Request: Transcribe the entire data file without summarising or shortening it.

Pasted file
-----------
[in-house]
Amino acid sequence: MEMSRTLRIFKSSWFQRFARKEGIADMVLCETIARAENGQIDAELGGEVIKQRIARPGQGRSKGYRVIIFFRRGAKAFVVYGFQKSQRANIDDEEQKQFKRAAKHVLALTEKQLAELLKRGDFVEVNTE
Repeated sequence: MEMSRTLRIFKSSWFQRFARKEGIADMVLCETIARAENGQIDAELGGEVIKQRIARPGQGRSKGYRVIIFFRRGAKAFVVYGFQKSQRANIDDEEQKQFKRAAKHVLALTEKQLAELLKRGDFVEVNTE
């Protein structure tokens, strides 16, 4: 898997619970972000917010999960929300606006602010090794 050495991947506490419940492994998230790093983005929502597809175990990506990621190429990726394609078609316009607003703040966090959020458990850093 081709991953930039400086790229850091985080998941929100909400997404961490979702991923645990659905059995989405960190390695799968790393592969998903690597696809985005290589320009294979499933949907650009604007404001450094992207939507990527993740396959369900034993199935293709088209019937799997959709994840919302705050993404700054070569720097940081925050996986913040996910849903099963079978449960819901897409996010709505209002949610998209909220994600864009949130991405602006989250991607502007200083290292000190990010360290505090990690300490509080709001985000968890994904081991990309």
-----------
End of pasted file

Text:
[in-house]
Amino acid sequence: MEMSRTLRIFKSSWFQRFARKEGIADMVLCETIARAENGQIDAELGGEVIKQRIARPGQGRSKGYRVIIFFRRGAKAFVVYGFQKSQRANIDDEEQKQFKRAAKHVLALTEKQLAELLKRGDFVEVNTE
Repeated sequence: MEMSRTLRIFKSSWFQRFARKEGIADMVLCETIARAENGQIDAELGGEVIKQRIARPGQGRSKGYRVIIFFRRGAKAFVVYGFQKSQRANIDDEEQKQFKRAAKHVLALTEKQLAELLKRGDFVEVNTE
């Protein structure tokens, strides 16, 4: 898997619970972000917010999960929300606006602010090794 050495991947506490419940492994998230790093983005929502597809175990990506990621190429990726394609078609316009607003703040966090959020458990850093 081709991953930039400086790229850091985080998941929100909400997404961490979702991923645990659905059995989405960190390695799968790393592969998903690597696809985005290589320009294979499933949907650009604007404001450094992207939507990527993740396959369900034993199935293709088209019937799997959709994840919302705050993404700054070569720097940081925050996986913040996910849903099963079978449960819901897409996010709505209002949610998209909220994600864009949130991405602006989250991607502007200083290292000190990010360290505090990690300490509080709001985000968890994904081991990309």